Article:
OSLO (Reuters) - Norway’s decades-old political consensus on offshore drilling is under attack in the wake of the BP oil spill, just as it covets new riches in the Arctic.
The powerful oil industry says it needs to tap resources off the Arctic archipelagoes of Lofoten and Vesteraalen and in a huge, recently demarcated Barents Sea border region with Russia to continue Norway’s oil boom amid dwindling North Sea output.
But, emboldened by the Gulf of Mexico well blowout, Norwegian environmentalists seek to grab the upper hand in a battle they feel they have long been loosing.
So far Oslo’s energy policy has not been affected much by the spill, but the drilling lobby is nervous.
Norway is still Europe’s No. 2 energy supplier but its oil exports, at 2.13 million barrels per day in 2009, are 31 percent below its 2001 peak. Natural gas sales are rising.
Energy Minister Terje Riis-Johansen said this month that he was personally against opening the Lofotens archipelago.
The government is expected to take up a position on opening the region to oil activities in early 2011.
“Perhaps the Norwegian authorities will wait at least a few years with awarding licenses in previously unexplored Arctic areas, not to provoke the environmentalists and the population in general,” said Bjoern Brochman, director of gas market analysis at Point Carbon, a Thomson Reuters company.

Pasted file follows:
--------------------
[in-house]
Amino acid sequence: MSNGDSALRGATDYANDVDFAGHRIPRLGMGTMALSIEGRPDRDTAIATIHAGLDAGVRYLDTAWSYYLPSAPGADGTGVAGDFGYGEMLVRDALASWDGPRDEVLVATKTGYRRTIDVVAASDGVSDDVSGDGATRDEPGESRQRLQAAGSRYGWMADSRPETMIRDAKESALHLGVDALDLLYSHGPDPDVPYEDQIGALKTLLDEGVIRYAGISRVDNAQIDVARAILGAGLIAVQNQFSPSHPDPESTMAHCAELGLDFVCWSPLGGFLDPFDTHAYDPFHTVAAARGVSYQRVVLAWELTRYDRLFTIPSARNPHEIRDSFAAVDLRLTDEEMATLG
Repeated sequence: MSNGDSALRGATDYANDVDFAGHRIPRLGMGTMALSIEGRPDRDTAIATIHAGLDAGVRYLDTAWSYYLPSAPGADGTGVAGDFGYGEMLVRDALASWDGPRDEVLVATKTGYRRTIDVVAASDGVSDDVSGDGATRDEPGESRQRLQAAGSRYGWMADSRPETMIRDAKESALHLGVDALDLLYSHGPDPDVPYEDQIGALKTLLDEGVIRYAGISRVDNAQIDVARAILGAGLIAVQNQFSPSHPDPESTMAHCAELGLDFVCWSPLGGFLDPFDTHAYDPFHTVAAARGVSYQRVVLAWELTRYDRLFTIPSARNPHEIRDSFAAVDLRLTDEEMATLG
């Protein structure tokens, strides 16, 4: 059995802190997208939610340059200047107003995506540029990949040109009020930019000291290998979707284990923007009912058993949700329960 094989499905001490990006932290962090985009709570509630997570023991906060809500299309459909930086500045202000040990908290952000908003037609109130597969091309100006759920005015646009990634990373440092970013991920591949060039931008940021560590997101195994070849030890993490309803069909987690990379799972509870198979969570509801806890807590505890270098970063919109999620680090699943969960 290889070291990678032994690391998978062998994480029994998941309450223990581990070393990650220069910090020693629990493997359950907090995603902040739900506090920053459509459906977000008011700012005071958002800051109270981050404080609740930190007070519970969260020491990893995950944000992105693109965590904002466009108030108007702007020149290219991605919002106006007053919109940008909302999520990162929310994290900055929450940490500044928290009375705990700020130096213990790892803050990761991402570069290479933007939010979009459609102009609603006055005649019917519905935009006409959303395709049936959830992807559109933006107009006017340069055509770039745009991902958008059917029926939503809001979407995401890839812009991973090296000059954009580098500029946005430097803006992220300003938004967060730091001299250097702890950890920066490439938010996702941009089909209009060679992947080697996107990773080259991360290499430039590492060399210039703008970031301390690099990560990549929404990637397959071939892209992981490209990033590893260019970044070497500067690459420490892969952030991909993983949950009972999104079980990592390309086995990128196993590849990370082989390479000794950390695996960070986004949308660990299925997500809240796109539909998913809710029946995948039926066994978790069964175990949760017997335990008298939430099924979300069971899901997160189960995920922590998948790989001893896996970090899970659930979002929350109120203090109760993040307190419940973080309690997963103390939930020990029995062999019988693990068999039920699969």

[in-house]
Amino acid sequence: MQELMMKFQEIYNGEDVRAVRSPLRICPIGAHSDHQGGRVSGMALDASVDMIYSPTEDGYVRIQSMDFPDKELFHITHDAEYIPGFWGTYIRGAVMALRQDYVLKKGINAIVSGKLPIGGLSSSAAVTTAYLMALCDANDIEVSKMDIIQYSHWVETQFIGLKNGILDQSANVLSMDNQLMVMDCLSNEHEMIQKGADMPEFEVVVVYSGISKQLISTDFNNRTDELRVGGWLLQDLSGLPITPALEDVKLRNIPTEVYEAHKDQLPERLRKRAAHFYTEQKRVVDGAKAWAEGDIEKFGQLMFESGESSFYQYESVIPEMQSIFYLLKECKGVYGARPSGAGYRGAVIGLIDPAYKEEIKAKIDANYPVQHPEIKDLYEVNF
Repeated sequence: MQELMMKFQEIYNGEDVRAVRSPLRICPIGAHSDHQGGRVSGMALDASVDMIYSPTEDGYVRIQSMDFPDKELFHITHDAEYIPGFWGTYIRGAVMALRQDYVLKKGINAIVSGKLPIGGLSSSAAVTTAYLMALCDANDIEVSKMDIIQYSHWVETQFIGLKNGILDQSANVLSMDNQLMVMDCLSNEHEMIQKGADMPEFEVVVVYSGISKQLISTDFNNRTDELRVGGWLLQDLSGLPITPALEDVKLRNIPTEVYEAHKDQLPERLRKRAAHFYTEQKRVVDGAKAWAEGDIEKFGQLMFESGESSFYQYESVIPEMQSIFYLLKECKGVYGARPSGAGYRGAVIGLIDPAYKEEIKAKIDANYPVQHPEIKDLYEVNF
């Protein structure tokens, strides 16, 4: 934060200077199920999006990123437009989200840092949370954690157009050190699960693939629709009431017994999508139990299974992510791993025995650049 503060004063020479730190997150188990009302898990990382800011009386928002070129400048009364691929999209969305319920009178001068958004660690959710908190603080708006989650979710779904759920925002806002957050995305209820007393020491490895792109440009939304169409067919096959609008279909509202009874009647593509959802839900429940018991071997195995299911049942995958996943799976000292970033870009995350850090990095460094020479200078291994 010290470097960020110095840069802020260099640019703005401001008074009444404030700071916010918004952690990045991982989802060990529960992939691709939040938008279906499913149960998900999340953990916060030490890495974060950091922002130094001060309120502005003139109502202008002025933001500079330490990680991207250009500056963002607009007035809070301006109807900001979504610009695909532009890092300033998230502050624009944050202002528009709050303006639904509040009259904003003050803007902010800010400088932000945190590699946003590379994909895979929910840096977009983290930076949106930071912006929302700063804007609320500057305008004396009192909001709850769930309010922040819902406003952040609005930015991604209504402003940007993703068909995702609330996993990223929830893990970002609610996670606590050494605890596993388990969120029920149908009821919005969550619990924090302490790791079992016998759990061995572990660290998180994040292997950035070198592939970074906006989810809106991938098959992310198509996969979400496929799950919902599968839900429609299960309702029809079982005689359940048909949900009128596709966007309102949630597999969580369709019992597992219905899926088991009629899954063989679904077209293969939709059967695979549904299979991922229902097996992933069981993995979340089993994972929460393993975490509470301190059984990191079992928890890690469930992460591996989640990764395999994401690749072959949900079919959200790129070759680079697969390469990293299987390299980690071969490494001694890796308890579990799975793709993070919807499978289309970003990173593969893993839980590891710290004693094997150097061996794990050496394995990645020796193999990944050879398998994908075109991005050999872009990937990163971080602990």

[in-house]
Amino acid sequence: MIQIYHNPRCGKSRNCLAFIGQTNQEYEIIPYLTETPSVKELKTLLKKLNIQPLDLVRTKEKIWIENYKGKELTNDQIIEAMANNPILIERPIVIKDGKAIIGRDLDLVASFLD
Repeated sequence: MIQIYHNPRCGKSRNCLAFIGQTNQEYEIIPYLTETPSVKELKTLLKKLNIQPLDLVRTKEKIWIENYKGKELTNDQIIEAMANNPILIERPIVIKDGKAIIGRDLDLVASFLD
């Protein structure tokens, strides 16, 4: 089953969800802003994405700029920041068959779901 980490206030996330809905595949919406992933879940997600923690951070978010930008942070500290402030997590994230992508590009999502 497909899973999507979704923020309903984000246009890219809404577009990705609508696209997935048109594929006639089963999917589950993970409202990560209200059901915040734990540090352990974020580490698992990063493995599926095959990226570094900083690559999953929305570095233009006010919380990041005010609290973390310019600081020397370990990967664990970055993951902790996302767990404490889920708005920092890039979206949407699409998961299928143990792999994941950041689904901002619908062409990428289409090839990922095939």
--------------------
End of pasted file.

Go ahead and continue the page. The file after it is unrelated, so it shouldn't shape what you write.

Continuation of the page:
Statoil also reluctantly agreed that the U.S. spill has made it more difficult to open the Lofotens.
Environmentalists warn that the oil industry is taking on more and more risk in the Arctic. It takes longer for oil to dissolve in freezing Arctic waters, while winter darkness and limited port facilities would hamper cleanup efforts.
The seas off the Lofotens have unique cold water reefs and are the spawning grounds of the world’s largest cod stock.
In the latest salvo, an eco group this week asked safety authorities to reject drilling requests by Statoil and Italy’s ENI in a developed area of the Barents Sea, taking the fight to a region previously cleared for exploration.
“After such a catastrophe in the Gulf of Mexico, it’s sensible to press the brake in these vulnerable areas,” said Lars Haltbrekken, head of Friends of the Earth Norway.
On the other side, the head of Norway’s influential LO union and ally of the Labor party in government said that failure to open up the Lofotens and other prospective Arctic areas would have a profound impact on Norwegian society.
“Not doing the (Lofoten) study would mean breaking with the political tradition that has turned Norway into the welfare state that it is today,” Roar Flaathen told the daily VG.
The country’s oil industry said a BP-type oil spill is highly unlikely offshore Norway because of tougher safety rules.
But even as Norway remains one of the least polluted oil and gas producing regions in the world, the risks of offshore drilling, especially in deep waters, have now been fully exposed to an environmentally-sensitive Norwegian electorate.
“(The U.S. spill) was a reality check, an awakening for Norwegians that accidents happen and that production in deepwater is dangerous,” said Point Carbon’s Brochman.
Norway’s energy policy remains friendly for industry, however, with the latest offshore licensing round announced in June including all 12 previously envisaged deepwater blocks.
The total number of blocks on offer was cut by just six to 94 following the spill, while Oslo’s halt on drilling in new deepwater areas is seen as largely symbolic.